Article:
On 3 November 1960, the USS George Washington (SSBN-598) steamed into Charleston, South Carolina, and tied up at Naval Ammunition Depot's Pier Bravo. At 5:15 p.m. that afternoon, the first tactical POLARIS A1 missile was loaded aboard the USS George Washington (SSBN-598) "without complications." By 7 November 1960, all 16 missiles were in the submarine's launch tubes, and the crew had begun initial checks of their newly-acquired "birds."

As scheduled, the USS George Washington (SSBN-598) slipped from her berth about noon on 15 November 1960 and headed down the Cooper River channel to the Atlantic Ocean. The Naval Weapons Annex had passed its first boat-load test with flying colors.

Soon thereafter, the USS Patrick Henry (SSBN-599) arrived at the Naval Ammunition Depot, Charleston, South Carolina, pier and received its shipfill of tactical POLARIS At missiles during 17 - 30 December 1960. ADM Raborn was sufficiently impressed with the USS Patrick Henry's (SSBN-599) outload to send a "Well Done" to all hands of the Naval WeaponsAnnex, including its military contractor and civilian personnel. " During the next year, 1961, three additional submarines were outloaded.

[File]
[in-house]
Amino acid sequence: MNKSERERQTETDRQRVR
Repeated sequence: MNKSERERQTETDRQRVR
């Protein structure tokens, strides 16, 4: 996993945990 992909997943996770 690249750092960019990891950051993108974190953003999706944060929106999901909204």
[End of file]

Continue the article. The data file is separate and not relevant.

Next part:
In 1962, the Naval Weapons Annex acquired the capability to process POLARIS A2 missiles. The USS Ethan Allen (SSBN-608) deployed from Charleston, South Carolina, with the first submarine load of A2's on 26 June 1962. Three other submarines were outloaded with A2 missiles during the year.

In 1964, the expected heavy POLARIS A3 workload commenced. The Naval Weapons Annex acquired the capability to assemble and test POLARIS A3 missiles and outloaded 10 submarines, 8 with POLARIS A2 missiles and 2 with POLARIS A3 missiles. The USS Daniel Webster (SSBN-626) was the first submarine to carry the new and longer-range POLARIS A3, deploying from Charleston, South Carolina, on 28 September 1964. On 21 July 1964, the SECNAV changed the name of the facility from Naval Weapons Annex to the POLARIS Missile Facility Atlantic (POMFLANT).